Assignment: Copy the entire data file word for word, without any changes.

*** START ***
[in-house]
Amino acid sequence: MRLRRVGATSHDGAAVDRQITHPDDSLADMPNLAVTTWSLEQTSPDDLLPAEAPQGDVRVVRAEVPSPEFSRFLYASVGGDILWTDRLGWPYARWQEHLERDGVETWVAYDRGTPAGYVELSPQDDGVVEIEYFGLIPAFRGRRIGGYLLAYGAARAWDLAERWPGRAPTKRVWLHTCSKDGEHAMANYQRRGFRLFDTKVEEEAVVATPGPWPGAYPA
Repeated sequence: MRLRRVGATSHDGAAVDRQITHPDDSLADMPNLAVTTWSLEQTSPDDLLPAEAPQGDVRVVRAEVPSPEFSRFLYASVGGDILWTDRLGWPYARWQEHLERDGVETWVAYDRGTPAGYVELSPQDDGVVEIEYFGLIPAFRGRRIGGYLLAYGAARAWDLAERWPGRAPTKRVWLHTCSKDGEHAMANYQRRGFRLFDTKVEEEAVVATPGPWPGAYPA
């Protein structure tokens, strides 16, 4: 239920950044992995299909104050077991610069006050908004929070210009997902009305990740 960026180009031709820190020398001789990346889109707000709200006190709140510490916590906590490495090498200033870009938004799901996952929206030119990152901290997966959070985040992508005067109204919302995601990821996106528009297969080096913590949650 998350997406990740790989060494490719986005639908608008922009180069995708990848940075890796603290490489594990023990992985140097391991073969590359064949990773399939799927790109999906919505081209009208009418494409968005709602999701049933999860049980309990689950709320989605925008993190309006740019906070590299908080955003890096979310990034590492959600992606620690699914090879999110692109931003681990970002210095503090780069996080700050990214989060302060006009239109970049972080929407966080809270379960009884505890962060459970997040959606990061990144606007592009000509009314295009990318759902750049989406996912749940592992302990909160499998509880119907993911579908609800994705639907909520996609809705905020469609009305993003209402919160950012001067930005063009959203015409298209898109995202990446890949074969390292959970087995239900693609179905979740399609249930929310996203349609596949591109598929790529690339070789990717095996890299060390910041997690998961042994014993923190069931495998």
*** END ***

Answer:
[in-house]
Amino acid sequence: MRLRRVGATSHDGAAVDRQITHPDDSLADMPNLAVTTWSLEQTSPDDLLPAEAPQGDVRVVRAEVPSPEFSRFLYASVGGDILWTDRLGWPYARWQEHLERDGVETWVAYDRGTPAGYVELSPQDDGVVEIEYFGLIPAFRGRRIGGYLLAYGAARAWDLAERWPGRAPTKRVWLHTCSKDGEHAMANYQRRGFRLFDTKVEEEAVVATPGPWPGAYPA
Repeated sequence: MRLRRVGATSHDGAAVDRQITHPDDSLADMPNLAVTTWSLEQTSPDDLLPAEAPQGDVRVVRAEVPSPEFSRFLYASVGGDILWTDRLGWPYARWQEHLERDGVETWVAYDRGTPAGYVELSPQDDGVVEIEYFGLIPAFRGRRIGGYLLAYGAARAWDLAERWPGRAPTKRVWLHTCSKDGEHAMANYQRRGFRLFDTKVEEEAVVATPGPWPGAYPA
């Protein structure tokens, strides 16, 4: 239920950044992995299909104050077991610069006050908004929070210009997902009305990740 960026180009031709820190020398001789990346889109707000709200006190709140510490916590906590490495090498200033870009938004799901996952929206030119990152901290997966959070985040992508005067109204919302995601990821996106528009297969080096913590949650 998350997406990740790989060494490719986005639908608008922009180069995708990848940075890796603290490489594990023990992985140097391991073969590359064949990773399939799927790109999906919505081209009208009418494409968005709602999701049933999860049980309990689950709320989605925008993190309006740019906070590299908080955003890096979310990034590492959600992606620690699914090879999110692109931003681990970002210095503090780069996080700050990214989060302060006009239109970049972080929407966080809270379960009884505890962060459970997040959606990061990144606007592009000509009314295009990318759902750049989406996912749940592992302990909160499998509880119907993911579908609800994705639907909520996609809705905020469609009305993003209402919160950012001067930005063009959203015409298209898109995202990446890949074969390292959970087995239900693609179905979740399609249930929310996203349609596949591109598929790529690339070789990717095996890299060390910041997690998961042994014993923190069931495998």